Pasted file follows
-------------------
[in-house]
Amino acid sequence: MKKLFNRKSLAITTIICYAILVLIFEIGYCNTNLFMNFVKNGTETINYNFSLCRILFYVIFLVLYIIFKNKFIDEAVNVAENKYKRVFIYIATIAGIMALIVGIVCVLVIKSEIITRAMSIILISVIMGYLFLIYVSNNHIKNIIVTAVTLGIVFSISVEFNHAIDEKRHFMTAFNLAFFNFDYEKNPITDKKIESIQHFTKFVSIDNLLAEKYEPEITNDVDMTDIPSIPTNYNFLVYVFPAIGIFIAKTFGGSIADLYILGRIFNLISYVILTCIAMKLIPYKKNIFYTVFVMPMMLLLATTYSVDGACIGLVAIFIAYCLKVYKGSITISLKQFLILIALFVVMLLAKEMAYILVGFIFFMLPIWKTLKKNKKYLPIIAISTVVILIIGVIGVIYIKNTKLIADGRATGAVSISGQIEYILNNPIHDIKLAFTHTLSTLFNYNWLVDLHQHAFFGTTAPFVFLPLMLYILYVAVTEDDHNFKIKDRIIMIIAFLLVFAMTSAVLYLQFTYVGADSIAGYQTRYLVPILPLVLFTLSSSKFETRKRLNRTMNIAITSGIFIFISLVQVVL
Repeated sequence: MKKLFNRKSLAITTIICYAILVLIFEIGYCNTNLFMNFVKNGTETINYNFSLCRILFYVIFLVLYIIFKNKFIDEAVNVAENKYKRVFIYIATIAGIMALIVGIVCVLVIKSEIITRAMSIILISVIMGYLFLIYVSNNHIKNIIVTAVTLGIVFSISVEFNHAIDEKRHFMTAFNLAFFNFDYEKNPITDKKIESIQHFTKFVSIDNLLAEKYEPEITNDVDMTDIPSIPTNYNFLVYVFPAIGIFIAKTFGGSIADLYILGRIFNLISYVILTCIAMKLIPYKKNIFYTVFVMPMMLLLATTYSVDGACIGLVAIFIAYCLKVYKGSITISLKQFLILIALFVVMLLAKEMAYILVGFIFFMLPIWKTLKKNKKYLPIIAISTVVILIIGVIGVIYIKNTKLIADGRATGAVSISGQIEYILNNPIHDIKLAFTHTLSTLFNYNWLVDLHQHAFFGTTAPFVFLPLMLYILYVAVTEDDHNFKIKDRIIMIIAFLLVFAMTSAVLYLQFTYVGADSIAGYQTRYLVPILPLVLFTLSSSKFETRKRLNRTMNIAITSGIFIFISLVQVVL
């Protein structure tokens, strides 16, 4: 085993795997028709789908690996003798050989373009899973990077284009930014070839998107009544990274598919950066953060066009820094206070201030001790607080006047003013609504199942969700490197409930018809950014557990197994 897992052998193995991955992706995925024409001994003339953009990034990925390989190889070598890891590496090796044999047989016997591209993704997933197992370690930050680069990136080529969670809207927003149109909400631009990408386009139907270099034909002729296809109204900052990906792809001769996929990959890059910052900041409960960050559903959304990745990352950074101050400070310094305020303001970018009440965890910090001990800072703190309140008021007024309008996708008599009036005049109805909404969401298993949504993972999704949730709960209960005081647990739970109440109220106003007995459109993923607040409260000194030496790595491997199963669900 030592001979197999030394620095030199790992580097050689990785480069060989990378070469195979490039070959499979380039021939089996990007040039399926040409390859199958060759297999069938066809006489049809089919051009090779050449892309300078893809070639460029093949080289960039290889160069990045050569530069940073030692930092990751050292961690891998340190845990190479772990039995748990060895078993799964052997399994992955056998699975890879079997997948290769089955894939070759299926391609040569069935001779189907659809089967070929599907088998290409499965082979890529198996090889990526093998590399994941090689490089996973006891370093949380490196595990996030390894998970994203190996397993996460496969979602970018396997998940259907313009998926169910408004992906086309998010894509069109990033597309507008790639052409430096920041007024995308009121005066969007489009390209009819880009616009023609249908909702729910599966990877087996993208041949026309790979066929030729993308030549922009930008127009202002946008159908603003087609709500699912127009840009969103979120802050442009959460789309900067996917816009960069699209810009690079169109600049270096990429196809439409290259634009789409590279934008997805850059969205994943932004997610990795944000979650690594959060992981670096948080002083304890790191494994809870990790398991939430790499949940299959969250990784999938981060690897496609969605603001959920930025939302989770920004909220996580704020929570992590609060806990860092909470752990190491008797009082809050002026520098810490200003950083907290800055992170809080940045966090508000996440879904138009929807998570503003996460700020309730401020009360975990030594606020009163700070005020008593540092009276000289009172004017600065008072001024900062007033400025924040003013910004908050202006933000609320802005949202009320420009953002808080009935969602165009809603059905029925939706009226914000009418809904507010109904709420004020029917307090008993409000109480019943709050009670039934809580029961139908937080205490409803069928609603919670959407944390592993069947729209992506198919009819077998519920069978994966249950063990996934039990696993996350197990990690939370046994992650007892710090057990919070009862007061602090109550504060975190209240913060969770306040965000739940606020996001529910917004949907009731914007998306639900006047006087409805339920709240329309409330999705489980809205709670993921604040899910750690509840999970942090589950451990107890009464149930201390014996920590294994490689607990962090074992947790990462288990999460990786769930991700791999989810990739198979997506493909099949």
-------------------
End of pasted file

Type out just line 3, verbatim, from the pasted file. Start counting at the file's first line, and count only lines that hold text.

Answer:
Repeated sequence: MKKLFNRKSLAITTIICYAILVLIFEIGYCNTNLFMNFVKNGTETINYNFSLCRILFYVIFLVLYIIFKNKFIDEAVNVAENKYKRVFIYIATIAGIMALIVGIVCVLVIKSEIITRAMSIILISVIMGYLFLIYVSNNHIKNIIVTAVTLGIVFSISVEFNHAIDEKRHFMTAFNLAFFNFDYEKNPITDKKIESIQHFTKFVSIDNLLAEKYEPEITNDVDMTDIPSIPTNYNFLVYVFPAIGIFIAKTFGGSIADLYILGRIFNLISYVILTCIAMKLIPYKKNIFYTVFVMPMMLLLATTYSVDGACIGLVAIFIAYCLKVYKGSITISLKQFLILIALFVVMLLAKEMAYILVGFIFFMLPIWKTLKKNKKYLPIIAISTVVILIIGVIGVIYIKNTKLIADGRATGAVSISGQIEYILNNPIHDIKLAFTHTLSTLFNYNWLVDLHQHAFFGTTAPFVFLPLMLYILYVAVTEDDHNFKIKDRIIMIIAFLLVFAMTSAVLYLQFTYVGADSIAGYQTRYLVPILPLVLFTLSSSKFETRKRLNRTMNIAITSGIFIFISLVQVVL